Be informed before you consent
Everyone is entitled to determine what happens with his or her health. That’s why health care professionals can’t do treatments or procedures without your agreement. Informed consent is a fundamental duty for any health care professional. Respecting patient autonomy means supporting their right to make informed choices.
In other areas, people often give consent without fully grasping what they’re agreeing to. Studies show that only 10% of people read terms and conditions before signing up online for products or services. In health, consent is more than just reading the fine print – it’s at the core of the standards for any health care profession.
Are you making the best decisions about your health? Here are three important principles about consent:
1. For consent to be valid, patients need sufficient information.
This includes knowing the nature of the treatment/procedure, expected benefits, alternative options, side effects (probable ones, and possible ones that can have serious consequences) and material risks. In other words, what potential results would a person need to know to make an informed decision to consent or refuse consent. Material risks include those that have a high severity or a high frequency. It’s also up to your doctor to discuss the likely consequences of not having the treatment/procedure.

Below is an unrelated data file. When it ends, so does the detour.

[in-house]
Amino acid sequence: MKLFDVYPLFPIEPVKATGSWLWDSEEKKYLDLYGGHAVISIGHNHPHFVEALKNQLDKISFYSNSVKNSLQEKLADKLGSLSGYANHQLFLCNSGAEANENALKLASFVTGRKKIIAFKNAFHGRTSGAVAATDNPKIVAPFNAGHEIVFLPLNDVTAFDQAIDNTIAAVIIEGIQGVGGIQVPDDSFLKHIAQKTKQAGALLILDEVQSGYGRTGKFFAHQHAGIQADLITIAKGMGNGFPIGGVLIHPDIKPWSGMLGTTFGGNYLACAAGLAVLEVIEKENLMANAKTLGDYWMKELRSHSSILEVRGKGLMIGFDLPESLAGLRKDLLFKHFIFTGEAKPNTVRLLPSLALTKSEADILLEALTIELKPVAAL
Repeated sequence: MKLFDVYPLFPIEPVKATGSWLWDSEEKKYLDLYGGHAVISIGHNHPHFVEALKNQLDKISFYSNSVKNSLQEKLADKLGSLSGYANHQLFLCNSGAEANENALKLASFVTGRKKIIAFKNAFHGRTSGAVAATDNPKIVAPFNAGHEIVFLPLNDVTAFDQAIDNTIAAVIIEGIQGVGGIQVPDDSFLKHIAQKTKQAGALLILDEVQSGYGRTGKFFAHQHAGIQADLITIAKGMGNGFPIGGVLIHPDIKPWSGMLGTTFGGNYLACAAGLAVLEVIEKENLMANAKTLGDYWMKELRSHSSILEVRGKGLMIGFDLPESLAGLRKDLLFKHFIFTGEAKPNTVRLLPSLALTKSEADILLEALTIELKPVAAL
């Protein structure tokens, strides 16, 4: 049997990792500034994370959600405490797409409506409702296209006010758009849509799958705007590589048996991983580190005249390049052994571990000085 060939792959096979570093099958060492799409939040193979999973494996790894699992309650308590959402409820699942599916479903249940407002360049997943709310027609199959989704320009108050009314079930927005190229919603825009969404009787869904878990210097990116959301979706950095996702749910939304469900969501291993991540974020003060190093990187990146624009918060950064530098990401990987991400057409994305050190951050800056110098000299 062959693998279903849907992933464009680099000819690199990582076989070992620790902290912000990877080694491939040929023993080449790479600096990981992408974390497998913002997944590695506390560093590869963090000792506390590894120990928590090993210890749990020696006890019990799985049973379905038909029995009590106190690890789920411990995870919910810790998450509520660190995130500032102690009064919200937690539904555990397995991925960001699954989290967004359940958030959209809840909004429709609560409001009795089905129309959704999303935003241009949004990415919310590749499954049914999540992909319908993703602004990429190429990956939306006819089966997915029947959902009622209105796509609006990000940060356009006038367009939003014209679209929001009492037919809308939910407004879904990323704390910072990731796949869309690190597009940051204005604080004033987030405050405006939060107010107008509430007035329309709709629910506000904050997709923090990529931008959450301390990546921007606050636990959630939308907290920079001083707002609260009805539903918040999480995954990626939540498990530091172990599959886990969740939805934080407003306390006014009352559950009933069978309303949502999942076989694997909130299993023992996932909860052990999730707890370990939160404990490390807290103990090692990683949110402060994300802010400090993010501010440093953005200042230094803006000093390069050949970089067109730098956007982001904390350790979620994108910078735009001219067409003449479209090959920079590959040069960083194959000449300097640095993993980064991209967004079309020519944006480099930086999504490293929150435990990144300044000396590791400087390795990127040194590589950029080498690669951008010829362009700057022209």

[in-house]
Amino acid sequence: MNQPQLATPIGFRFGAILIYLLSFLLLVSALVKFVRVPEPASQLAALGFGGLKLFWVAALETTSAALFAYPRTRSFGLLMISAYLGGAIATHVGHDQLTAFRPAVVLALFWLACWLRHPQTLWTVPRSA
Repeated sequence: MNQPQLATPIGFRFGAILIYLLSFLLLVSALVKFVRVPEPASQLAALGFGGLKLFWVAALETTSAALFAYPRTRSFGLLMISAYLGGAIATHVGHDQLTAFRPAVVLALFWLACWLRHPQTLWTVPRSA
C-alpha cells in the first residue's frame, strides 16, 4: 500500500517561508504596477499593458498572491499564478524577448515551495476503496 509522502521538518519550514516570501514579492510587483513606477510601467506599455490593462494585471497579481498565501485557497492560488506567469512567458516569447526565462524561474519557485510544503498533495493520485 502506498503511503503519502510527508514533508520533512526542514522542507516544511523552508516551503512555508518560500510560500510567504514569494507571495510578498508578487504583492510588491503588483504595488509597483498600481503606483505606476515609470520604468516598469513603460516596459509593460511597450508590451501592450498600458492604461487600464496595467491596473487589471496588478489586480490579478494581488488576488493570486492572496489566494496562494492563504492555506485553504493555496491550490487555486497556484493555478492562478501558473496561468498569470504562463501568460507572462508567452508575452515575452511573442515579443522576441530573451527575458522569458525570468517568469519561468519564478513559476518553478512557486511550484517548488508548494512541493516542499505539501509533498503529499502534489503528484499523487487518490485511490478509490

2. Consent must be voluntary.
Nobody can force you to give consent. You’re entitled to ask questions, think about it, give your answer, and change your mind. Anyone can withdraw consent even after giving it.
3. The obligation is on the doctor.
Consent can be expressed (when you agree in writing or orally), or implied (like when you offer your arm for an injection or to draw blood). Either way, your doctor has to look for signs that you understand the information provided.
The bottom line is that you can’t consent without being informed. When visiting your doctor, remember that it is an ongoing process, where he or she carefully explains what’s going on and lets you be heard. This helps to ensure that you not only agree with it, but truly understand your care.
We recently passed a revised version of our Consent to Treatment policy, which emphasizes that consent is a process that involves a dialogue between the physician and the patient or substitute decision-maker; not simply a piece of paper to be signed.
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